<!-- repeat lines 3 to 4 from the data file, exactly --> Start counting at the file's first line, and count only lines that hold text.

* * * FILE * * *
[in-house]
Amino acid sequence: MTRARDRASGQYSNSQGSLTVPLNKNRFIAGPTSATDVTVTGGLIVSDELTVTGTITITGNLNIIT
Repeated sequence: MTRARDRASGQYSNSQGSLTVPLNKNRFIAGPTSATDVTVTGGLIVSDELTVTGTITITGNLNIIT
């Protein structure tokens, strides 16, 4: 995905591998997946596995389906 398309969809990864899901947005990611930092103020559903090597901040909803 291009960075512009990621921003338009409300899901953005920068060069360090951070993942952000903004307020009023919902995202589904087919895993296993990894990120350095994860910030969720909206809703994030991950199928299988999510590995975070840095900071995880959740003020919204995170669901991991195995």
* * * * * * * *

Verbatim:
Repeated sequence: MTRARDRASGQYSNSQGSLTVPLNKNRFIAGPTSATDVTVTGGLIVSDELTVTGTITITGNLNIIT
């Protein structure tokens, strides 16, 4: 995905591998997946596995389906 398309969809990864899901947005990611930092103020559903090597901040909803 291009960075512009990621921003338009409300899901953005920068060069360090951070993942952000903004307020009023919902995202589904087919895993296993990894990120350095994860910030969720909206809703994030991950199928299988999510590995975070840095900071995880959740003020919204995170669901991991195995």